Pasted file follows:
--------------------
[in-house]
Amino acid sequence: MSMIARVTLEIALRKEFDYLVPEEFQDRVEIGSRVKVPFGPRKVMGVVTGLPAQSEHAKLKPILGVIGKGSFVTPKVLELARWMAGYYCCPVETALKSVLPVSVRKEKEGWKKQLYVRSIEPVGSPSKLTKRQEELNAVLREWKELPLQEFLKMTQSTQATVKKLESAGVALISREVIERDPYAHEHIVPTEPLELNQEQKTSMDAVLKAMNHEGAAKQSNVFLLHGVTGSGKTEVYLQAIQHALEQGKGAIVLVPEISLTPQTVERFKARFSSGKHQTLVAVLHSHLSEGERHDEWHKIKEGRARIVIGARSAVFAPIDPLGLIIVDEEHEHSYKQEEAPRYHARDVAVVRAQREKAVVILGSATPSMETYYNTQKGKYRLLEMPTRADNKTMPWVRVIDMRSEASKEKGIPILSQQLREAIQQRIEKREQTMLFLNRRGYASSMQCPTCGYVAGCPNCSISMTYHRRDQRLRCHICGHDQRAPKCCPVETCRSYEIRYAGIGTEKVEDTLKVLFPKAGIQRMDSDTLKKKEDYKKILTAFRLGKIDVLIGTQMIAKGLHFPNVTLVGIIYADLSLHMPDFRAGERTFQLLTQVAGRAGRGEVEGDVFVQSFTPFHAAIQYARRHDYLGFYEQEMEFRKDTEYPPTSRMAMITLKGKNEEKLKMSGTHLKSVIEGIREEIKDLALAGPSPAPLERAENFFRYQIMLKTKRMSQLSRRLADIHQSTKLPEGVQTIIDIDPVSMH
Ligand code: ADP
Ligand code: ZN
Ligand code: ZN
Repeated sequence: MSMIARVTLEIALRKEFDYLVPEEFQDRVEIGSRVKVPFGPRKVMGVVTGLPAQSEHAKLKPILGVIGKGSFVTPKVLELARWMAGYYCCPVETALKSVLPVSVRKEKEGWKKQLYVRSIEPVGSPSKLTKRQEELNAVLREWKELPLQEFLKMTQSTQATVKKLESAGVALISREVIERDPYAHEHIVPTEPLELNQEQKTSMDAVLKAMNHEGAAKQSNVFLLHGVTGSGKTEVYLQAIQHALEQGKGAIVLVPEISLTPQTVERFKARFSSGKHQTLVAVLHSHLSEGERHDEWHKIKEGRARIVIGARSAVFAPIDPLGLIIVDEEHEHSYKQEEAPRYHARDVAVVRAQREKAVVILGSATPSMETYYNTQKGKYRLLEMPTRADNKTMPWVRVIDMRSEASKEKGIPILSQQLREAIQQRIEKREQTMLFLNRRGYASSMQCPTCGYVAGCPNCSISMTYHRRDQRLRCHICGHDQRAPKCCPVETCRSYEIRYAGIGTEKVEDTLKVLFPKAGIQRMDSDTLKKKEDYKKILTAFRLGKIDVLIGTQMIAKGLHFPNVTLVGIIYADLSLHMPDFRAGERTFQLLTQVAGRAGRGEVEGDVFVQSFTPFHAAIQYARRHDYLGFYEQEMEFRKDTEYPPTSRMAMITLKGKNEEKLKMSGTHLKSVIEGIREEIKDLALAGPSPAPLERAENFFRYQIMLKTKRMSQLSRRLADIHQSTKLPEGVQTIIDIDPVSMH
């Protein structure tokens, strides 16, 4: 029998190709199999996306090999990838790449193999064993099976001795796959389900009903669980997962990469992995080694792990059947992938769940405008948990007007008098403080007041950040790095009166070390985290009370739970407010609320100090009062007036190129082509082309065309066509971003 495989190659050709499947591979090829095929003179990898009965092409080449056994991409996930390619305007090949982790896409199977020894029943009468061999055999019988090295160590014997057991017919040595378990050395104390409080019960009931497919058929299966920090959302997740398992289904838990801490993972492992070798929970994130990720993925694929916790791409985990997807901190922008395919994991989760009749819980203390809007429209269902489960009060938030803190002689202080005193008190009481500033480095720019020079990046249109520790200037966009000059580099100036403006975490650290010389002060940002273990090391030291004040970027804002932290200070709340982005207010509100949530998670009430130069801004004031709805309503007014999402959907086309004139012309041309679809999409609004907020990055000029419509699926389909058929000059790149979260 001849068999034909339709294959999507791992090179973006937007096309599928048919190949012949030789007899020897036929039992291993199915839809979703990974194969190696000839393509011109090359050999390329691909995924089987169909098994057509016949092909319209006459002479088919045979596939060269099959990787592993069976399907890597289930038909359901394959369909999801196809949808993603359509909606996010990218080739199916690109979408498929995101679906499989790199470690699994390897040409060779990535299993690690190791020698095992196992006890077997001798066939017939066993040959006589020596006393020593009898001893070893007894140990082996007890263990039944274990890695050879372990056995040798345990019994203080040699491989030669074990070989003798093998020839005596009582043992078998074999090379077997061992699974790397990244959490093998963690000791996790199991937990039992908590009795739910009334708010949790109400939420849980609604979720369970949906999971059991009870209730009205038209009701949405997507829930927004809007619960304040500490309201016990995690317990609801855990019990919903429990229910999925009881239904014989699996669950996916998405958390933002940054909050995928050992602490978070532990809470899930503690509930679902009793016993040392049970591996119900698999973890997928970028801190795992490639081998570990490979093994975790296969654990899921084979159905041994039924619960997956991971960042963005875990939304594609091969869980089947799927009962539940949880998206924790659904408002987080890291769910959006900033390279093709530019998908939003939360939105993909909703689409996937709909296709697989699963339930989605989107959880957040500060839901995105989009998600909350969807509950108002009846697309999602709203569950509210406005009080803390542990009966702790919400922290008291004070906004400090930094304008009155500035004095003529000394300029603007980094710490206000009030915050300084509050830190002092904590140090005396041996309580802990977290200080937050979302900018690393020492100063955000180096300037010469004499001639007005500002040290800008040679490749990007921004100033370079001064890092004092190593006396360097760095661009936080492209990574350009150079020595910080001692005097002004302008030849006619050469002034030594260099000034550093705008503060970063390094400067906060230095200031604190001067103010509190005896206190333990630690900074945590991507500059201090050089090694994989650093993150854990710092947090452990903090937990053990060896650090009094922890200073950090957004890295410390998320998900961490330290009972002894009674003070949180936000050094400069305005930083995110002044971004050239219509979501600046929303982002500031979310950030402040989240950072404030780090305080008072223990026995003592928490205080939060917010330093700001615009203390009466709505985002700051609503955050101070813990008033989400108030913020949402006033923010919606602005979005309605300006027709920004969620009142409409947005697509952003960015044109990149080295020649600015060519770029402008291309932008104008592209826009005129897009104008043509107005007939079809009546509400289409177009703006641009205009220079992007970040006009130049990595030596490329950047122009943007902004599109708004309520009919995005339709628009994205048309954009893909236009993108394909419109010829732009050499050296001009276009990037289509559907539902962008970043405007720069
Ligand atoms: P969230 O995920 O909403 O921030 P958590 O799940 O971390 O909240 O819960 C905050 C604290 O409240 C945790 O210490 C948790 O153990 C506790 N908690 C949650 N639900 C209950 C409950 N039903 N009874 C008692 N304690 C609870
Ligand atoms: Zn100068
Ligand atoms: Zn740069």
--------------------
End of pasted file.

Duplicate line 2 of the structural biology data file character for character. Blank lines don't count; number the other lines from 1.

Amino acid sequence: MSMIARVTLEIALRKEFDYLVPEEFQDRVEIGSRVKVPFGPRKVMGVVTGLPAQSEHAKLKPILGVIGKGSFVTPKVLELARWMAGYYCCPVETALKSVLPVSVRKEKEGWKKQLYVRSIEPVGSPSKLTKRQEELNAVLREWKELPLQEFLKMTQSTQATVKKLESAGVALISREVIERDPYAHEHIVPTEPLELNQEQKTSMDAVLKAMNHEGAAKQSNVFLLHGVTGSGKTEVYLQAIQHALEQGKGAIVLVPEISLTPQTVERFKARFSSGKHQTLVAVLHSHLSEGERHDEWHKIKEGRARIVIGARSAVFAPIDPLGLIIVDEEHEHSYKQEEAPRYHARDVAVVRAQREKAVVILGSATPSMETYYNTQKGKYRLLEMPTRADNKTMPWVRVIDMRSEASKEKGIPILSQQLREAIQQRIEKREQTMLFLNRRGYASSMQCPTCGYVAGCPNCSISMTYHRRDQRLRCHICGHDQRAPKCCPVETCRSYEIRYAGIGTEKVEDTLKVLFPKAGIQRMDSDTLKKKEDYKKILTAFRLGKIDVLIGTQMIAKGLHFPNVTLVGIIYADLSLHMPDFRAGERTFQLLTQVAGRAGRGEVEGDVFVQSFTPFHAAIQYARRHDYLGFYEQEMEFRKDTEYPPTSRMAMITLKGKNEEKLKMSGTHLKSVIEGIREEIKDLALAGPSPAPLERAENFFRYQIMLKTKRMSQLSRRLADIHQSTKLPEGVQTIIDIDPVSMH